and good sense if lie favors one who has
proved unfriendly to the objects for
which the alliance is formed. Mr.
Loucks shows that Mathews op
posed alliance measures in the legisla
ture, and is committed by his interest to
policies that are disadvantageous to
farmers. On the other hand. Mr. Har
den* is committed to every plank in the
alliance platform, and identified in in
terest, as well as views, with their pur
poses. He has been for years an active
and efficient member of the organiza
tion, and one of its guiding spirits. Mr.
Loucks urges that policy and rood
sense should prompt alliance men to
give the preference to Harden. It is
understood that he consented to become
a candidate with the approval of his co
workers in the alliance work. While
there is no constraint upon any member
of the organization to vote for him, the
logic of the situation and the spirit of
the association are in that direction.
The good book admonishes to stand by
those of the same household, and it lias
A GOOD CKUSADE.
Some of the good ladies of the W. C.
T. 1". in the North have proven unequal
to the task of immuring in their own
minds the action of the union upon the
gum-chewing question, if the reports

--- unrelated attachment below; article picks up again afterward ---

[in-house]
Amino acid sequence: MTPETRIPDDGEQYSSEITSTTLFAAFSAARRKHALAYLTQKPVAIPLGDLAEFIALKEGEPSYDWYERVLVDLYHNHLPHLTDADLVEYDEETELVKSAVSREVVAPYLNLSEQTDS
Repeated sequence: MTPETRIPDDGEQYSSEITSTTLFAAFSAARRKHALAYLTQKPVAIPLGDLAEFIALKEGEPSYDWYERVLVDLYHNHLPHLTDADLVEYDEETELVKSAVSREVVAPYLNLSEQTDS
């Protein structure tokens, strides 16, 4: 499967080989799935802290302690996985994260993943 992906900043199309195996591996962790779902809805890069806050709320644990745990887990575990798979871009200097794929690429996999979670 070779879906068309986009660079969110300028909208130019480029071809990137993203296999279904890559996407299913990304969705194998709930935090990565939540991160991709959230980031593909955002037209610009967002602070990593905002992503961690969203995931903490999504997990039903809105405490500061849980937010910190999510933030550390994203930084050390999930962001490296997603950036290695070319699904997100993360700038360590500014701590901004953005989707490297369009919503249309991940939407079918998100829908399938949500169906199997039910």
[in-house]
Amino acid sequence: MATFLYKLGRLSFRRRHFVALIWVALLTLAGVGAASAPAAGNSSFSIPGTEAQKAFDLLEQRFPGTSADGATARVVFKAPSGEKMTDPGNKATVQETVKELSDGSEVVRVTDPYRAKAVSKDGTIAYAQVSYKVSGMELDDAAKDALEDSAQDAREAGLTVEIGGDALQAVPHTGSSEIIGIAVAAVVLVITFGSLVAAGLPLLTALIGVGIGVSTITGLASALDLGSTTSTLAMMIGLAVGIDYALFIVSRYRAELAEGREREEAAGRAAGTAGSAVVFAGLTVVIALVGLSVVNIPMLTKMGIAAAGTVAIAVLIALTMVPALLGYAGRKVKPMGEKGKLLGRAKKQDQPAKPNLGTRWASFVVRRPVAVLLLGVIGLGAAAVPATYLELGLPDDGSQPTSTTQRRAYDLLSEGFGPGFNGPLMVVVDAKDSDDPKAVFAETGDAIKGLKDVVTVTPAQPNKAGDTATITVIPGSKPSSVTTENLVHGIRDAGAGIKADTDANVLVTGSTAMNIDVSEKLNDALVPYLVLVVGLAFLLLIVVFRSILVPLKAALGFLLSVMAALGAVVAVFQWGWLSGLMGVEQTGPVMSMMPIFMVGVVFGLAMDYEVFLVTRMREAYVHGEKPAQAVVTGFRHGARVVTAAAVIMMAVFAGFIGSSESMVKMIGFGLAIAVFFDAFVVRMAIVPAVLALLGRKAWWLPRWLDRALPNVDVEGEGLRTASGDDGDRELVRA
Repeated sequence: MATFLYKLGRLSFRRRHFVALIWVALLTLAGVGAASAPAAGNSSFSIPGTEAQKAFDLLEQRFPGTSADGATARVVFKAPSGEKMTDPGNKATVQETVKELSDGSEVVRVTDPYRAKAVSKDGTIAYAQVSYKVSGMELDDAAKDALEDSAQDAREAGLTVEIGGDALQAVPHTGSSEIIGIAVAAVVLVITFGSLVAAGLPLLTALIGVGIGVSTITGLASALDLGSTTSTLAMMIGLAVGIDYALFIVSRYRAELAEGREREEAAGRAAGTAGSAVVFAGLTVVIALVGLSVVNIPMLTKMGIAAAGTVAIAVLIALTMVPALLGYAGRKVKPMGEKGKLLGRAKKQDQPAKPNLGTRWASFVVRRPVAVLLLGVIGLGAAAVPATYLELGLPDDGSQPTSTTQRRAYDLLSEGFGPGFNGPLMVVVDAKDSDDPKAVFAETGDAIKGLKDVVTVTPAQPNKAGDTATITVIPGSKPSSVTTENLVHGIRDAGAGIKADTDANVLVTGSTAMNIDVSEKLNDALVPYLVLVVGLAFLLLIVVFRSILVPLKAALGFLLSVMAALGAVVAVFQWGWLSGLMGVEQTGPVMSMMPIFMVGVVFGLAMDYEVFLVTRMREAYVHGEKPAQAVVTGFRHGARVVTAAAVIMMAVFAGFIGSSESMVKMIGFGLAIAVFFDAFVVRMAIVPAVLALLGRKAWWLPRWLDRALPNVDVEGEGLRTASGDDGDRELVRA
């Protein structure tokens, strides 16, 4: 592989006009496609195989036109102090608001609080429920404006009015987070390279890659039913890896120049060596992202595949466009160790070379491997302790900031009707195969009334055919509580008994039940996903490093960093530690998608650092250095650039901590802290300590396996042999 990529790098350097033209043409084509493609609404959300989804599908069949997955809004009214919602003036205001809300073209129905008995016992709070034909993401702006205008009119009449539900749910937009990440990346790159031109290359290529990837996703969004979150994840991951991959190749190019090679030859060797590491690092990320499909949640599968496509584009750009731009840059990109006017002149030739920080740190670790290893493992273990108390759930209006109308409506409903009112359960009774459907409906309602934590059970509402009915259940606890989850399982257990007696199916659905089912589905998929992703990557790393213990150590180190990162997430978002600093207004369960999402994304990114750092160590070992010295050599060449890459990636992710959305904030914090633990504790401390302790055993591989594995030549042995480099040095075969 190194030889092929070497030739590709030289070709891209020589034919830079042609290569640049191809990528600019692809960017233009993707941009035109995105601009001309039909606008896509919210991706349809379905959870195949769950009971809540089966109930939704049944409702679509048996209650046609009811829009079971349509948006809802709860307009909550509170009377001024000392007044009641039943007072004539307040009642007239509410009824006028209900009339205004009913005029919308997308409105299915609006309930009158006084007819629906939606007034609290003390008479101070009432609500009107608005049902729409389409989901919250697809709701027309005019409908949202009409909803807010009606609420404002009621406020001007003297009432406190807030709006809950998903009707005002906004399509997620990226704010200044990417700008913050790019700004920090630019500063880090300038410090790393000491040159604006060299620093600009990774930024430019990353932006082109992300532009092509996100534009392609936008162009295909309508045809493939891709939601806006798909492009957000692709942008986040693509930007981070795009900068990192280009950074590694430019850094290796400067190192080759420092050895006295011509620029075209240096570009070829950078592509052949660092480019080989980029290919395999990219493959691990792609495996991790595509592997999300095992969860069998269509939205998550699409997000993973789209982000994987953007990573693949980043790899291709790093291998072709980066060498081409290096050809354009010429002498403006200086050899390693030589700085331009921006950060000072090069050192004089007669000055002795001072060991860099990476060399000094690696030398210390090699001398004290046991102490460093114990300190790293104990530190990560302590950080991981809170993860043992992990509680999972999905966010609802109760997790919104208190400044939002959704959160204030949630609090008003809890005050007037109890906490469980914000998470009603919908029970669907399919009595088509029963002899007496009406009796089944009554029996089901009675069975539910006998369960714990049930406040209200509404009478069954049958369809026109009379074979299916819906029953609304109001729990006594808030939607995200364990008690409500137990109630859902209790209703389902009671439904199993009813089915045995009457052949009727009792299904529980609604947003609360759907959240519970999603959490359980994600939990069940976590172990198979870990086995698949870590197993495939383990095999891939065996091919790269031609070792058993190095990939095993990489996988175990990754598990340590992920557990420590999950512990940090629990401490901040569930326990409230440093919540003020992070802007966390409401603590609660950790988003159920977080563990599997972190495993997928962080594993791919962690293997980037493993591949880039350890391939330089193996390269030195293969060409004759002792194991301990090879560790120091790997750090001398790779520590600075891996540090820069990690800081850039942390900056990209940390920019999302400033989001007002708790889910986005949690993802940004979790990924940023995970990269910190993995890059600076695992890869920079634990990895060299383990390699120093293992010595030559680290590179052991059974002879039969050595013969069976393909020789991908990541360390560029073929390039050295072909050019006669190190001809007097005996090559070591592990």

received are reliable. If the action is
revealed correctly, it was resolved in
secret session to wage a crusade against
the prevalent habit of the young ladies,
and many only comparatively youthful.
For some reason not quite understood
this determination was to be kept from
the public. Possibly there was credit
given to the unjust imputation that
Dakota maidens, as well as some else
where, are inclined to be willful and
perverse when made the objects
of compulsory measures. They in
variably kick at the word obey
when carelessly left in the marriage ob
ligation. An organized assault upon
this cherished foible, if that is the word,
might cause a dorsal erection, es
pecially if supported or encouraged by
the male element. The design of the
matrons evidently was for each to en